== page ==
Re: [MLS] UPKE and Epoch Forward Secrecy

Benjamin Beurdouche <benjamin.beurdouche@inria.fr> Thu, 31 October 2019 08:37 UTC

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From: Benjamin Beurdouche <benjamin.beurdouche@inria.fr>
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Date: Thu, 31 Oct 2019 09:37:44 +0100
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To: Karthikeyan Bhargavan <karthik.bhargavan@gmail.com>
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Subject: Re: [MLS] UPKE and Epoch Forward Secrecy
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I think I perfectly agree with most of what’s been discussed in the mailing list about rtreekem but even though, I agree with Karthik that I don’t fully understand how to break epoch level FS here...

I might not have understood something either :) input very very welcome !
B.

> On Oct 31, 2019, at 8:28 AM, Karthikeyan Bhargavan <karthik.bhargavan@gmail.com>; wrote:
> 
> I must begin by saying that I have been enjoying reading Alwen et al’s work [1] and they make some excellent points.
> I particularly like the idea of using a primitive like UPKE (or SkuPke as [2] calls it) to improve the forward secrecy guarantees of TreeKEM.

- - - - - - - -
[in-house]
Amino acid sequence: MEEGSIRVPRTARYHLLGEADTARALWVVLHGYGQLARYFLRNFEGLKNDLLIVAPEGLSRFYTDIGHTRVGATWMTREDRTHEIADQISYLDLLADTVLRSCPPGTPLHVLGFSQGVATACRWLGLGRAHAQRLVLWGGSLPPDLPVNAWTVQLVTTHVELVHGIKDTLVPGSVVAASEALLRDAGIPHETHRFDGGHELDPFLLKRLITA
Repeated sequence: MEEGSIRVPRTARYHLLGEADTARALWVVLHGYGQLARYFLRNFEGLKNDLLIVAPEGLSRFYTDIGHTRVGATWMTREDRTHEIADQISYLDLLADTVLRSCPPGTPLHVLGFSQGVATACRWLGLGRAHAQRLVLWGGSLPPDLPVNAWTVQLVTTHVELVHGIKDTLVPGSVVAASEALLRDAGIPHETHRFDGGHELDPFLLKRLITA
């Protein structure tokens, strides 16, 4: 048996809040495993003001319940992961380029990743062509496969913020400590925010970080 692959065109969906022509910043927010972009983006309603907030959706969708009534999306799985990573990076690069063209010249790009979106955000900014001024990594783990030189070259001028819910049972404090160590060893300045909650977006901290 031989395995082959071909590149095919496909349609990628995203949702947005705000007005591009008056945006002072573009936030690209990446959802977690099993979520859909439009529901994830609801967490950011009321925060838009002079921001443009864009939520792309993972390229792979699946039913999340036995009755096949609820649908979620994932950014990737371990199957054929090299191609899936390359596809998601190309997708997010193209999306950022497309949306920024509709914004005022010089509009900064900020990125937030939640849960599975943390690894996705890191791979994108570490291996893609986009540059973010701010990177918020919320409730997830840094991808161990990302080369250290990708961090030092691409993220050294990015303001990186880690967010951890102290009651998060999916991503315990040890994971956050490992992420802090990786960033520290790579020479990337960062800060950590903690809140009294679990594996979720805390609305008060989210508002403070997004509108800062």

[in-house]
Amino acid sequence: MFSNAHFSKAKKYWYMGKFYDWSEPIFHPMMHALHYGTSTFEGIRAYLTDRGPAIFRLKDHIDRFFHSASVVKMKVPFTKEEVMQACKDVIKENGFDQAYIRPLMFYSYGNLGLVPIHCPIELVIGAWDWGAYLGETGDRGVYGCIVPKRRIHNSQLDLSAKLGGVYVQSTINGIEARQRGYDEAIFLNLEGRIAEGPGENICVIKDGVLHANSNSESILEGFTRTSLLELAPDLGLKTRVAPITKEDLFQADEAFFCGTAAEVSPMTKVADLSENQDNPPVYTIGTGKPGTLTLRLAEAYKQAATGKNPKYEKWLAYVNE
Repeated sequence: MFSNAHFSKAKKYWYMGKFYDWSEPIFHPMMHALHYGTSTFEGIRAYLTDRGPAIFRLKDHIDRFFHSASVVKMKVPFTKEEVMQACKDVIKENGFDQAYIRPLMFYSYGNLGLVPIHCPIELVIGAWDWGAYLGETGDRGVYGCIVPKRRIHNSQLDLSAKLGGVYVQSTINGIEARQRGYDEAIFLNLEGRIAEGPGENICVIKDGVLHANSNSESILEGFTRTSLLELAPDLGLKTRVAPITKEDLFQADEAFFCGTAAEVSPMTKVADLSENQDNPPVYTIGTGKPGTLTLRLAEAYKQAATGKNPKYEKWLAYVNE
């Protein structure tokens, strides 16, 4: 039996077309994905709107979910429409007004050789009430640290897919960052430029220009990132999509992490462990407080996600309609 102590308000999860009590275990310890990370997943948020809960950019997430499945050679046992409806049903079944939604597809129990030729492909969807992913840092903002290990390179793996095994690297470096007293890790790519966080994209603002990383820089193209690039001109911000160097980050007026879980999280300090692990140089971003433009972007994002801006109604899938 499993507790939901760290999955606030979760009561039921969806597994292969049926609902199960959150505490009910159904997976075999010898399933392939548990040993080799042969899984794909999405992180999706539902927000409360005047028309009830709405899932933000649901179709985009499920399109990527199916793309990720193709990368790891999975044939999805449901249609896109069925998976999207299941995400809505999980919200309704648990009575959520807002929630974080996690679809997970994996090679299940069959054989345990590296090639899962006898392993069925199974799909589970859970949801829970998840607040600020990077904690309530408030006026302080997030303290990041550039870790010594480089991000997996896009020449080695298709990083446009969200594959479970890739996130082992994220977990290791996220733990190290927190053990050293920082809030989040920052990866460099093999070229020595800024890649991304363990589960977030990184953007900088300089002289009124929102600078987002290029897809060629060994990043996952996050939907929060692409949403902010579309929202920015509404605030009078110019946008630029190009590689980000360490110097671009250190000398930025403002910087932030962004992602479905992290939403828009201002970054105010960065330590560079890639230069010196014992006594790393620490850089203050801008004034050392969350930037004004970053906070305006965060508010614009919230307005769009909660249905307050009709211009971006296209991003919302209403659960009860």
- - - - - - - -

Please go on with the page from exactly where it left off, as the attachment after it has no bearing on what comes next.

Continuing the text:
> If this can be made to work with standards-compliant EC implementations, we should definitely consider adding this mechanism to MLS.
> 
> For my own better understanding, however, I am trying to figure out the exact forward secrecy improvement this will bring to the protocol.
> It is clear from [1] that the *update secret* and each *subgroup secret* in TreeKEM provides weak Forward Secrecy (since each update
> only modifies one leaf key, leaving the attacker N-1 members to compromise.)
> 
> However, the public key part of TreeKEM is only part of the Forward Secrecy story, we must also account for the “init_secret” which
> changes with every update. As far as I can see, the discussion in [1] appears to ignore the “init_secret -> update_secret -> epoch_secret+init_secret”
> ratchet which has always been part of MLS. So I don’t fully see how the attack of [1] works, and maybe someone can explain.
> 
> One may argue that the goal of TreeKEM is to provide FS and PCS for the epoch_secret, not the update_secret.
> If every member of the group is honest, then A sends an update , then B accepts the update (ratcheting forward its init_secret), 
> and then B is compromised, then how can the attacker learn the new epoch secret?
> 
> Perhaps we are worried about post-compromise forward secrecy (PCFS), but I don’t see any attack on that either.
> It is likely I am missing something, so do chime in and explain.
> 
> Best,
> Karthik
> 
> 
> [1] https://eprint.iacr.org/2019/1189.pdf
> [2] https://eprint.iacr.org/2018/954
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